2021 is ending with record-high new Covid-19 cases and the likelihood of an even higher, post-holiday surge
(CNN) -- The US is heading into a harrowing phase of the pandemic amid the confluence of unvaccinated Americans, waning immunity among those not boosted and the most contagious strain of coronavirus ever to hit the county, health experts say.
The average number of daily Covid-19 cases Tuesday reached 265,427 -- a new pandemic high, according to data from Johns Hopkins University. The previous record of 251,989 was set January 11.
And doctors expect the holiday surge -- fueled largely by the Omicron variant -- to get worse following New Year's Eve.
It comes just as pediatric Covid-19 hospitalizations rise and millions of children get ready to go back to school next week. Pediatrician Dr. Peter Hotez said he thinks some schools in areas of very high transmission should delay a return to in-person learning.
"I wouldn't do it now," Hotez said Tuesday night. "You have got a screaming level of transmission in the Northeast, in New York City and Washington, DC. Trying to open schools at this point, it's hard to imagine how things will go well."
But the US Department of Education is urging school districts to take safety measures to ensure classrooms remain open for in-person learning in the second half of the school year, according to a new resource guide addressed to school leaders and obtained Monday by CNN.
"It is incredibly important that all schools work to remain open for in-person learning five days a week, especially in light of the Omicron variant," the guide said.
Despite a recent onslaught of Covid-19 cases in New York City, the nation's largest public school system will reopen as planned next Monday, Mayor Bill de Blasio said. The city's public schools will give a week's worth of at-home tests to students who test positive so they can monitor their condition and return as soon as it's safe, he said Tuesday.
Child hospitalizations creep toward pandemic peak
Across the country, an average of 305 children were fighting Covid-19 in a hospital on any given day during the week that ended Sunday, according to data from the Centers for Disease Control and Prevention and the US Department of Health and Human Services.
That's a more than 48% increase from the previous week and 10.7% lower than the peak average of 342 children who were admitted to hospitals with the virus at the end of August and early September.
While everyone age 5 and older in the US is eligible to get a vaccine, about 40% of the total population is not fully vaccinated, putting them at a higher risk for Covid-19's most severe outcomes, including serious illness and death.
The number of children who need medical attention at Children's National Hospital in Washington, DC, has nearly doubled, said Dr. Roberta DeBiasi, division chief of infectious diseases at the hospital.
The hospital admitted about 20 children at its peak, but that number has jumped to between 40 and 50 during the Omicron surge, DeBiasi said. Most of the patients are unvaccinated, partially vaccinated or immunocompromised, she said.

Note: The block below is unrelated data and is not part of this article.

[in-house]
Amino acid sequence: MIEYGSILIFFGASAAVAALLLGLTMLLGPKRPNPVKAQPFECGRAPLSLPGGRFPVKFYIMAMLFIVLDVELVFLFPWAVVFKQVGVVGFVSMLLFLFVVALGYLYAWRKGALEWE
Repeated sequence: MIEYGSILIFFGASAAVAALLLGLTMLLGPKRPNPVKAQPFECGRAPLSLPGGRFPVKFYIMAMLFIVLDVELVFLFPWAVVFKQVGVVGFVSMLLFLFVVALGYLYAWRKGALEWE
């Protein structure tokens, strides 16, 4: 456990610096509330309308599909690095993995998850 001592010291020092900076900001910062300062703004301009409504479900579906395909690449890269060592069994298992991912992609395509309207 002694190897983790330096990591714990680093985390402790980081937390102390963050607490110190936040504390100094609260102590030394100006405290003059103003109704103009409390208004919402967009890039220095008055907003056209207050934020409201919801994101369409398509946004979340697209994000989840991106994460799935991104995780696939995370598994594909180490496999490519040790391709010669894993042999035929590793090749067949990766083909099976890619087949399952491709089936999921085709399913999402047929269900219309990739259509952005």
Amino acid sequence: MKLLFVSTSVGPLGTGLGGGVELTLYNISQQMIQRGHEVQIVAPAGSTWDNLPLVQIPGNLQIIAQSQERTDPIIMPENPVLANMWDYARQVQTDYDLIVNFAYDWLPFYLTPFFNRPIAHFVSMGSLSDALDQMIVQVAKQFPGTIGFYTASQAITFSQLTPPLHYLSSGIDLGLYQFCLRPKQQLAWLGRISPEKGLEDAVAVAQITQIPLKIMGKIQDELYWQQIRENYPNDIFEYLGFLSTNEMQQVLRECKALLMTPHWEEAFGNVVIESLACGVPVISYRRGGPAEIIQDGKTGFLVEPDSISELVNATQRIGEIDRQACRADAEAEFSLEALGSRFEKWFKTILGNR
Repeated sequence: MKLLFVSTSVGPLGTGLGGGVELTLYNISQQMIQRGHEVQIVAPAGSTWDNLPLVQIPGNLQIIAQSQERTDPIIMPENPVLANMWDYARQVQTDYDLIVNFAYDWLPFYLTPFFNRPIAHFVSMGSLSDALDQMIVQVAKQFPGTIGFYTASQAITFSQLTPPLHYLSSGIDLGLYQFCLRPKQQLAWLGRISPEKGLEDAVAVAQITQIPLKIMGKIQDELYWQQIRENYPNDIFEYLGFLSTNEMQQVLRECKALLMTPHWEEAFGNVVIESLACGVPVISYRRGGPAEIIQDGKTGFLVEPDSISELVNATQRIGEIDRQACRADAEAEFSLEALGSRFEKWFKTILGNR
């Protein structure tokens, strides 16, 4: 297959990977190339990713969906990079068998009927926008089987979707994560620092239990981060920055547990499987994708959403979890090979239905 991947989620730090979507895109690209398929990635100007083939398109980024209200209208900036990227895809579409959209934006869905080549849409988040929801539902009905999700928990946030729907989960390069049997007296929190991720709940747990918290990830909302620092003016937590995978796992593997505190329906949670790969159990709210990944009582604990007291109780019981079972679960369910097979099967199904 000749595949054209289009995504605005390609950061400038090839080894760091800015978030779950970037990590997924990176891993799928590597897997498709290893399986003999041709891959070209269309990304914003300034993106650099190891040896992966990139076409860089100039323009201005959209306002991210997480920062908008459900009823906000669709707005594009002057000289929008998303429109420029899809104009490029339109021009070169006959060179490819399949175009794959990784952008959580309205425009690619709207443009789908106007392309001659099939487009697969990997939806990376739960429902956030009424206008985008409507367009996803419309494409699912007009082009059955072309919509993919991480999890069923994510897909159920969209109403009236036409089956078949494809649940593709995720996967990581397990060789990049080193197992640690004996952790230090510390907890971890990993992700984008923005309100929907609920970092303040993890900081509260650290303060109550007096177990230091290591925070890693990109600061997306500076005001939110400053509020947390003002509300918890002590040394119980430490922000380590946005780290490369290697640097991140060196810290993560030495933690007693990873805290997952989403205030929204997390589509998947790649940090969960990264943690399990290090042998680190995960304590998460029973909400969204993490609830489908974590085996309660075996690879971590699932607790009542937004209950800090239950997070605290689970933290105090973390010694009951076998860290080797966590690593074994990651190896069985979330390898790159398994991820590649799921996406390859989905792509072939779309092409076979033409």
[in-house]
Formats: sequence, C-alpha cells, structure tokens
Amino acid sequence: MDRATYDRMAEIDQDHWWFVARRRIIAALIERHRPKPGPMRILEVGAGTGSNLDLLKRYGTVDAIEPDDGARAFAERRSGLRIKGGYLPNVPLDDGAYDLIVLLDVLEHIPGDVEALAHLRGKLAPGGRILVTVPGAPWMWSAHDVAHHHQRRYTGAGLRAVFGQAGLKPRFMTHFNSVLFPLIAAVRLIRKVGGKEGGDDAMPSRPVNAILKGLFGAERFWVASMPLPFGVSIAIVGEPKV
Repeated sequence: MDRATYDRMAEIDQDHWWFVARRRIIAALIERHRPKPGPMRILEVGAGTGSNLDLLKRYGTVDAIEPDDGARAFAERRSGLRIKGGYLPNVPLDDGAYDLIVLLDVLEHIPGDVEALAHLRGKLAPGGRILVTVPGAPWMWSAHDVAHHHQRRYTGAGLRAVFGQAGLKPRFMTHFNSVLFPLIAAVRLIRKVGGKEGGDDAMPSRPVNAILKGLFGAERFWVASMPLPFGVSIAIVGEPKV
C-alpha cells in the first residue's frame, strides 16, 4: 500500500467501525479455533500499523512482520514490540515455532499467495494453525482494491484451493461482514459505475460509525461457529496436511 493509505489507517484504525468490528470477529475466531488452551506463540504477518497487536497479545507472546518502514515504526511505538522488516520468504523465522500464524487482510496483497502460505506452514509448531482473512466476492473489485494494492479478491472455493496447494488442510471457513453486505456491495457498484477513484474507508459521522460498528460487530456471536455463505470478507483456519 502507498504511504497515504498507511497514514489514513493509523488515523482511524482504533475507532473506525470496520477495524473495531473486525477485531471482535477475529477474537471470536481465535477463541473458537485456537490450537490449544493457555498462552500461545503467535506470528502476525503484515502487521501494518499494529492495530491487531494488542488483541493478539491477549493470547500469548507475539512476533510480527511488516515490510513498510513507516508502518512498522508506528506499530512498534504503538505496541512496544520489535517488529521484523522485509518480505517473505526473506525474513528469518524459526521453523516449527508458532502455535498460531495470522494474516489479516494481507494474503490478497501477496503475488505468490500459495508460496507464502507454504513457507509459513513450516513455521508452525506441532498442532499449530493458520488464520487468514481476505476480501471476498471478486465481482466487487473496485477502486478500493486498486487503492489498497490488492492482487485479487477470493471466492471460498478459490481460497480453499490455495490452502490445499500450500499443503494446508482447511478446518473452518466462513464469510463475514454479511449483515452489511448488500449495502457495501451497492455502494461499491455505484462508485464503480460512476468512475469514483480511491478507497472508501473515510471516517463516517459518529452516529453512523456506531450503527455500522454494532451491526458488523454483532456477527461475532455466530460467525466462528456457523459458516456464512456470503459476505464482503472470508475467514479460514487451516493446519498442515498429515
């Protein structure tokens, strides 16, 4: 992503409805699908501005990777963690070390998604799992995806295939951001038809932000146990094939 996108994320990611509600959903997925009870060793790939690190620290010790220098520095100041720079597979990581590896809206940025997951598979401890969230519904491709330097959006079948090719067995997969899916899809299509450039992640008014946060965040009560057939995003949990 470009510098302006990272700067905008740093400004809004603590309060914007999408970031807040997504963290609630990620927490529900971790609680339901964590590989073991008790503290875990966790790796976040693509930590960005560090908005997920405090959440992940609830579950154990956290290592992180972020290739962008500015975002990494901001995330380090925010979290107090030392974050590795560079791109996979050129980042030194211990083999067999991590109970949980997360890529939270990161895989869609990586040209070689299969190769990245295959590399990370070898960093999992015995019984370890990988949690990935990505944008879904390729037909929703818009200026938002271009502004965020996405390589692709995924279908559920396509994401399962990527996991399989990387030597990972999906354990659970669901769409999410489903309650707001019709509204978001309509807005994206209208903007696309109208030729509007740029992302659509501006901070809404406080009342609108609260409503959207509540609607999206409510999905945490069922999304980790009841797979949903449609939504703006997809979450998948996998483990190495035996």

"So that is really the big difference, and it's not because the virus is more severe. It's because the overall infectivity and number of cases has really shot up," DeBiasi said.
Even so, hospital staff have been able to keep the mortality rate low, she said. "Even our children that are extremely ill, critically ill, we've gotten very good at taking care of these children."
In New York City, pediatric hospitalizations increased five-fold over a three-week period.
And at the Lurie Children's Hospital of Chicago, Covid-19 cases are roughly three times higher than the hospital's previous peak in December 2020. In the past week, hospitalizations are four times higher what the hospital typically sees.
Overall, experts are warning the next few weeks will be rough for the country.
"There's no question that January will be filled with a lot of short-term challenges -- hospital beds, staffing shortages, tests, shortages of almost everything," said Andy Slavitt, former senior adviser to the Biden administration's Covid-19 response team.
"It's tough for the system to handle this many cases at once."
At-home test kits less sensitive to Omicron, FDA says
Millions of Americans have turned to at-home Covid-19 tests as a precautionary measure before traveling or gathering for the holidays. Health experts have urged people to get tested before getting together, especially indoors.
But quick antigen tests might be less able to detect the Omicron variant, the US Food and Drug Administration said Tuesday.
Studies on antigen tests that used patient samples that had the live virus showed that while the tests detect the Omicron variant, they did so with less sensitivity, the FDA said. Sensitivity measures how often a test can give a positive result when someone has the disease.
More studies on the tests are ongoing, and people should continue using them, the FDA said.
"The tests are still worthwhile. Don't let anybody think that the FDA was saying that tests are no longer good," said Dr. Anthony Fauci, director National Institute of Allergy and Infectious Diseases. "They say they're less sensitive now. They never were 100% sensitive."
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